By the time it ended in 2013 after eight seasons, Dexter’s most prominent victim was unquestionably Dexter. A parody of itself, the series was mostly killing time: season after season, someone got close to antihero Dexter Morgan only to die themselves, and the slate was wiped clean so that Dexter could once again wonder if he was a good person who did bad things, or a bad one deluding himself with the fairy tale of a good life. The most twisted thing about all this is probably that now, eight years later, someone would think that anyone would want more.
Premiering over the weekend, Dexter: New Blood is not a re-imagining nor radical departure from the Showtime drama. It is, surprisingly, a continuation of the original series that pretends it’s still in the heady good old days of yore, albeit with a change of scenery and a new supporting cast that gives the series room to repeat those familiar beats without the ridiculous baggage that comes with the same cast of characters being duped over and over, year after year — let alone the equally dangerous baggage of having to face any of those characters again. Instead, it takes a new run at an old question: Why does Dexter Morgan kill? And why is killing the thing Dexter is best at?
Still, most of New Blood is perfunctory. It’s a competently paced thriller that, were it not for the callbacks — Dexter’s son Harrison, now a teenager after his toddling last appearance; the ghost of Dexter’s sister Deborah, who died in the series finale — would function well as a standalone miniseries. Dexter Morgan, a reformed serial killer, has taken a vow to not harm any living thing and has spent the approximate decade between Dexter and New Blood becoming a happy fixture in the small Upstate New York town of Iron Lake under the name Jim Lindsay.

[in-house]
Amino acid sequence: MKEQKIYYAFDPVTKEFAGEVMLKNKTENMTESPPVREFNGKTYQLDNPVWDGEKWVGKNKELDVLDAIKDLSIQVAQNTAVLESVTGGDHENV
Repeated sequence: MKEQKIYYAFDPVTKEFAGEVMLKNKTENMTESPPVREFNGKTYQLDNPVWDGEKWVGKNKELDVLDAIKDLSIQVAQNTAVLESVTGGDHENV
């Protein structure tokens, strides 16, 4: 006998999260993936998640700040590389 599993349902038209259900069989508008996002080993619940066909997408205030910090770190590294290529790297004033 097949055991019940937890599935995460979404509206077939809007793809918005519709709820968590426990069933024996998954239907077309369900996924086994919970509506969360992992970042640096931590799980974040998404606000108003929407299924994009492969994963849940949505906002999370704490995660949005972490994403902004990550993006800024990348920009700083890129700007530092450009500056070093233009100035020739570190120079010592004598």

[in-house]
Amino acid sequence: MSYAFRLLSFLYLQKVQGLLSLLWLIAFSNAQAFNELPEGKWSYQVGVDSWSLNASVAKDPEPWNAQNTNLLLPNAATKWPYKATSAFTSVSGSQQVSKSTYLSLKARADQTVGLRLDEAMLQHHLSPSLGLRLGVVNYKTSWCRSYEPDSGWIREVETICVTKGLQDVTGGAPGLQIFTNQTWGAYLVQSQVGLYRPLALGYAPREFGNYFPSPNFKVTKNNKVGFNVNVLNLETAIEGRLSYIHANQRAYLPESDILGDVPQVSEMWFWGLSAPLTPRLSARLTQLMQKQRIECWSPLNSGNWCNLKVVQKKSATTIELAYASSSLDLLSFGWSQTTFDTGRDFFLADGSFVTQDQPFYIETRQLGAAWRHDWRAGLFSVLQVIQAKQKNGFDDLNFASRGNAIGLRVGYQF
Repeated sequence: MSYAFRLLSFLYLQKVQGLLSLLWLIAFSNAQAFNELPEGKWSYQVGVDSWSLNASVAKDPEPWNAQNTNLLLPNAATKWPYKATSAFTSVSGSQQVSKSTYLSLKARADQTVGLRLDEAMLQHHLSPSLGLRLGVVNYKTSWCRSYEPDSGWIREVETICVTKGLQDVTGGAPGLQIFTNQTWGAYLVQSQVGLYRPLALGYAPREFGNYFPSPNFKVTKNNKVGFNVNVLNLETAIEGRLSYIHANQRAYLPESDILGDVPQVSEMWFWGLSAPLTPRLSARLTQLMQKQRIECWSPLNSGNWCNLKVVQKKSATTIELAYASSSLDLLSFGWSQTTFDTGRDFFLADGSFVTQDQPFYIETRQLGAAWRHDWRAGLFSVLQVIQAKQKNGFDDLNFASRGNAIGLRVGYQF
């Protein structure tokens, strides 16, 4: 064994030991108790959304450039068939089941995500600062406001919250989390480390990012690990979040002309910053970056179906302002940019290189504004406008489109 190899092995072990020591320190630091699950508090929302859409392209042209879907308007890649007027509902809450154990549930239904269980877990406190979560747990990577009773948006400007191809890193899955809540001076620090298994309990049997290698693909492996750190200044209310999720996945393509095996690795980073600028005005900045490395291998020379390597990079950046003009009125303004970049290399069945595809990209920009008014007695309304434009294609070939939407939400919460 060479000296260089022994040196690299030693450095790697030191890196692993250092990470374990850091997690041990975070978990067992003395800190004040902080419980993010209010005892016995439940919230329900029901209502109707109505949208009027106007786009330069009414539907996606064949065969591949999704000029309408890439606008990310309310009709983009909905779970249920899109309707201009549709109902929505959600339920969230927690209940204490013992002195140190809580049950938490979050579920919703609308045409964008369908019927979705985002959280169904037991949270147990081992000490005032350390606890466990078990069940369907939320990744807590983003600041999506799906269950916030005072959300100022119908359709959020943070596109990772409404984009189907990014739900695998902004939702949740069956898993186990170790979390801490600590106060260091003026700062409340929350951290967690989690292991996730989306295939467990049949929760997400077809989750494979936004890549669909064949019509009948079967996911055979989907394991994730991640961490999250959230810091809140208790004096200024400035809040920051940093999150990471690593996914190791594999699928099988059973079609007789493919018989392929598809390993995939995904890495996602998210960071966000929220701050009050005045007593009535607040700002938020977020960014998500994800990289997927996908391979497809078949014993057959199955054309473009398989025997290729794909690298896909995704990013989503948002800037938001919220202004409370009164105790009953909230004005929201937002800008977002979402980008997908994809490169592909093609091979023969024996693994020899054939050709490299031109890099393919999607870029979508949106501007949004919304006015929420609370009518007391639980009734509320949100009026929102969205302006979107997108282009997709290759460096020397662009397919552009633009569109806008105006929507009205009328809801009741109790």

Temptation strikes Dexter when an edgy visitor comes to town with bad vibes in tow, and soon Dexter feels compelled to kill again. It’s at that moment that New Blood becomes fascinating, not because it’s particularly excellent television (at its best, it’s merely fine) but because, like in the original series, the show comes to life in its portrayal of Dexter’s kill ritual.
Dexter’s kill room scenes are the sort of thing TV shows hope to spin into Emmy gold. They’re essentially tiny one-act plays, where Michael C. Hall gets to stretch his theater chops and Dexter’s writers get to probe the morality play at the heart of the show a bit more. In these moments, Dexter Morgan comes alive, showing his victims his true self after he’s exposed theirs — often literally, as they are almost always naked and plastic-wrapped to a table. Usually, Dexter uses the opportunity to rationalize his murder, to argue before a captive audience that he holds the moral high ground because he adheres to a code, and that code involves making certain that his targets are guilty of harming innocents, or some other pernicious evil that is better rid from the Earth.